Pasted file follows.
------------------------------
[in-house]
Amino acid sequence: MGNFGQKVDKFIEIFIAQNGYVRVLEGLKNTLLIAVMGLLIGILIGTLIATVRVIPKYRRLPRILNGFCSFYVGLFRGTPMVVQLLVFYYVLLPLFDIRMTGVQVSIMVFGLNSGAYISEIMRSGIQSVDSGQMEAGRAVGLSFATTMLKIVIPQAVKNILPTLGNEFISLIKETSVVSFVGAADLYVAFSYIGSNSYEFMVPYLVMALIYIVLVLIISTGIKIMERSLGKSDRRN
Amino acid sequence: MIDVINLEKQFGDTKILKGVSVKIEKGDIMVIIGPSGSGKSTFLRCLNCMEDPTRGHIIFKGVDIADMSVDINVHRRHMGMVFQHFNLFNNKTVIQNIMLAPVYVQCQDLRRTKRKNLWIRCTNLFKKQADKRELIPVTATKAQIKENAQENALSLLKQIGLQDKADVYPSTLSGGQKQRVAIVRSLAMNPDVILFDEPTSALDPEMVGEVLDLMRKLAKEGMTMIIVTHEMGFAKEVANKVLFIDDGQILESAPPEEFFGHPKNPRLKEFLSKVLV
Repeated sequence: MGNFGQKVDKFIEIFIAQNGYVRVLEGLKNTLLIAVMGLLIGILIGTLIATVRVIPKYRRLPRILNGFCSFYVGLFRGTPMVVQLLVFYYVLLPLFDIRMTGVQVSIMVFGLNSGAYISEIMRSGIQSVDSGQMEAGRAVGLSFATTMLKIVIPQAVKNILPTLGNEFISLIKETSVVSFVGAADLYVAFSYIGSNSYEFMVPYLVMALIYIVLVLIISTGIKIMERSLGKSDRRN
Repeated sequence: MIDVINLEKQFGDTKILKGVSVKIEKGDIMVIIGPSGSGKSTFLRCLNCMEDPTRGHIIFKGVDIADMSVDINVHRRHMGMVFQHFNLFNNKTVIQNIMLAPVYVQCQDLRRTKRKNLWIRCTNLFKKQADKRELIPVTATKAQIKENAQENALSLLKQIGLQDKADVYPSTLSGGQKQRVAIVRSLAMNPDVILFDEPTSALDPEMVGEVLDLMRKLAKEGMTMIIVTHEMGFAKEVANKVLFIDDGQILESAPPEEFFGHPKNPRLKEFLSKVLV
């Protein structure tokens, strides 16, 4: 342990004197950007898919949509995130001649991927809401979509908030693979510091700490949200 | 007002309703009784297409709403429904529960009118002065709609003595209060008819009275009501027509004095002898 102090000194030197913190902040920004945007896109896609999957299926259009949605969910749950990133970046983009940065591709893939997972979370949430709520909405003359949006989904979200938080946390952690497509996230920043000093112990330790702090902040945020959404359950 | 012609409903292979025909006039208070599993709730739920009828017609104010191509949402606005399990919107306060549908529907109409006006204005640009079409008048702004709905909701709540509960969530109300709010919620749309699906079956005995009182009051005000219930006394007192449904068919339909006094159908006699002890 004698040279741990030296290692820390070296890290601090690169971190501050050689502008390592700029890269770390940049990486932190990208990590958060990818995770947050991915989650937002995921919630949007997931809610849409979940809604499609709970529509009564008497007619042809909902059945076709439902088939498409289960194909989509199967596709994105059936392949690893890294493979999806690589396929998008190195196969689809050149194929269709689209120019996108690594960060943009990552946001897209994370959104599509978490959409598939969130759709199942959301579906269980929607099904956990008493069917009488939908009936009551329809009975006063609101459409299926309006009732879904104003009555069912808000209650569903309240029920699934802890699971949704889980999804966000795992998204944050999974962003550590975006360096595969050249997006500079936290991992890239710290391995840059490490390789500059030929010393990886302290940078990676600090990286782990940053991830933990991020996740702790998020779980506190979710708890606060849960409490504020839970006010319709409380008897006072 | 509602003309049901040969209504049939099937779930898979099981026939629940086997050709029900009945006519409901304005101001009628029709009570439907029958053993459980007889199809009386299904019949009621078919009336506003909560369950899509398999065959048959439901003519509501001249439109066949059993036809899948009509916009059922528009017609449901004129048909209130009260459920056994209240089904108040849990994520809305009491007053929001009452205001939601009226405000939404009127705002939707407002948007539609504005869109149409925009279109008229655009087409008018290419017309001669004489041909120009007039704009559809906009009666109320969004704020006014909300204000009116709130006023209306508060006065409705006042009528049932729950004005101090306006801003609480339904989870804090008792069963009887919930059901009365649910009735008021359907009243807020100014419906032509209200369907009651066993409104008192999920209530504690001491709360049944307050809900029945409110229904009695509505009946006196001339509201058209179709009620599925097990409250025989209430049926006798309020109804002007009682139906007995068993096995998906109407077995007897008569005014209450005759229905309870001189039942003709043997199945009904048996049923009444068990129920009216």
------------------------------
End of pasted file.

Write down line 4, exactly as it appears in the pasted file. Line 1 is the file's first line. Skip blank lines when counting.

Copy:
Repeated sequence: MGNFGQKVDKFIEIFIAQNGYVRVLEGLKNTLLIAVMGLLIGILIGTLIATVRVIPKYRRLPRILNGFCSFYVGLFRGTPMVVQLLVFYYVLLPLFDIRMTGVQVSIMVFGLNSGAYISEIMRSGIQSVDSGQMEAGRAVGLSFATTMLKIVIPQAVKNILPTLGNEFISLIKETSVVSFVGAADLYVAFSYIGSNSYEFMVPYLVMALIYIVLVLIISTGIKIMERSLGKSDRRN